Libraries at University of Nebraska-Lincoln

 

Date of this Version

Spring 6-1-2015

Abstract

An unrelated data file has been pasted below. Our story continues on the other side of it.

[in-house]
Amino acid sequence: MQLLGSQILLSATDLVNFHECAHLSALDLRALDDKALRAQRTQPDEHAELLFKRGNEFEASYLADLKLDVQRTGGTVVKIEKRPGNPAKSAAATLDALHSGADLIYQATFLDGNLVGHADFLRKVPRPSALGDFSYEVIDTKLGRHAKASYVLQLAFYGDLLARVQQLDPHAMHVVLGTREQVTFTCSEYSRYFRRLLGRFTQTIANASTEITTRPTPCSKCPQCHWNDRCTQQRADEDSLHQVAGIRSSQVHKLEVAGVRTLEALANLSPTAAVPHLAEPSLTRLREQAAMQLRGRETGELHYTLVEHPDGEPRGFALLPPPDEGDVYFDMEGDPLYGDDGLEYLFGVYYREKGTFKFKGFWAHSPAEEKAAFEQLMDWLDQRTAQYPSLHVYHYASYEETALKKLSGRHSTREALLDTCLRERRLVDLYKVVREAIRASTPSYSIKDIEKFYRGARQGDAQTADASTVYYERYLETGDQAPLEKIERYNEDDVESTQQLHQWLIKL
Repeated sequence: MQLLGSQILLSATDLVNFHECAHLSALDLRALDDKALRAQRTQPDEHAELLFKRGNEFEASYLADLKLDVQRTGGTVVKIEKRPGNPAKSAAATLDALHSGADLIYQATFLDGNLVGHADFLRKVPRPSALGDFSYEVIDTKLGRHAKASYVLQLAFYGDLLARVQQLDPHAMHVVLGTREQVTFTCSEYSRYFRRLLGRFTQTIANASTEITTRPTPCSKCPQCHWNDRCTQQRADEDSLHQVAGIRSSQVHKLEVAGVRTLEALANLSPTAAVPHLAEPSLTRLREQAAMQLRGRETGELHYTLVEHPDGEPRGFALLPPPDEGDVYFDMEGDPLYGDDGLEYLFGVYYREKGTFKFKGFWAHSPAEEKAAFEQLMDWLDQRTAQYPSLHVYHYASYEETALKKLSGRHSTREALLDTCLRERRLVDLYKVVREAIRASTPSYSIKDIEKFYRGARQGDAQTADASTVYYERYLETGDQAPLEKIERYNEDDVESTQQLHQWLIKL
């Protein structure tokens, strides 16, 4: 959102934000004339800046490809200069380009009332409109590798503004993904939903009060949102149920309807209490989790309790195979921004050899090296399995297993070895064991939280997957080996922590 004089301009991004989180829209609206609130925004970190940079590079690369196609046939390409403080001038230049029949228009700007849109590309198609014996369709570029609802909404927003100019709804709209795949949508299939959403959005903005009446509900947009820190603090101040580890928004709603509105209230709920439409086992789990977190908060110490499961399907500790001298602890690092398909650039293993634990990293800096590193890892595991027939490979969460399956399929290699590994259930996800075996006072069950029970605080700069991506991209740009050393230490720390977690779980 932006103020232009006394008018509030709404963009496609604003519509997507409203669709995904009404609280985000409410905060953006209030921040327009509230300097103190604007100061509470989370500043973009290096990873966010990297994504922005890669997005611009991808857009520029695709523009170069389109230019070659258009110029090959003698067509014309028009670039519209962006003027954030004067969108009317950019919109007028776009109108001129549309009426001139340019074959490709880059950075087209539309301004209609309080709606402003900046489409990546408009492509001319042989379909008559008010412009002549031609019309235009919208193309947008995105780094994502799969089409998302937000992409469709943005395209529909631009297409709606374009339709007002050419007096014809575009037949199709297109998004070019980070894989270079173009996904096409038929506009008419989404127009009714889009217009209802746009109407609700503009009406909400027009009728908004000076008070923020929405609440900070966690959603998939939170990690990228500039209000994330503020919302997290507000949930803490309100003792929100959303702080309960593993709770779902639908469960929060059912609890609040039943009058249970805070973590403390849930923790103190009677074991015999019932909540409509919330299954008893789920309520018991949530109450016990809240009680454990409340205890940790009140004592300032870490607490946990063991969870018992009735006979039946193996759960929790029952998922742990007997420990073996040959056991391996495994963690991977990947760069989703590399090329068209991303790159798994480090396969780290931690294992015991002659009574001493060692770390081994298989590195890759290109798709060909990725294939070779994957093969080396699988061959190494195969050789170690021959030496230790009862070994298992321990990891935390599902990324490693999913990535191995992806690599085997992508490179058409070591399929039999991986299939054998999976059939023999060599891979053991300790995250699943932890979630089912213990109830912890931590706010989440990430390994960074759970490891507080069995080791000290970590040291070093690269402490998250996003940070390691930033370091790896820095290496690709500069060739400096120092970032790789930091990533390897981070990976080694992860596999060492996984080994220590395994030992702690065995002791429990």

The Institutional Review Board (IRB), also known as an Independent Ethics Committee (IEC), is the most widely adopted process to insure human participant protection. The IRB system is overburdened as human research studies and human participation has dramatically increased without a corresponding increase in reviewing clinicians or ethics staff. Librarian involvement in the IRB process is evident but uneven and unstudied on an international scale. A literature review and international survey attempted to provide professional practice context and librarian reflection on the extent of their involvement, roles, and responsibilities in the IRB or IEC institutional process. Survey results reveal that some librarians in countries with mature health systems are proactive and involved in the IRB process, and their information skills have been useful to their institutions. Some librarians collaborate effectively at their institutional level, and they perceive their efforts to insure human protections are valued. More effort is needed to project librarian research skills to health professionals submitting studies through an IRB or IEC in less mature health care systems. The universal need for ethical human research subject protection could form the foundation for new paradigms of local, regional, national and international cooperation, both within the library community and with health profession groups and regulatory agencies.

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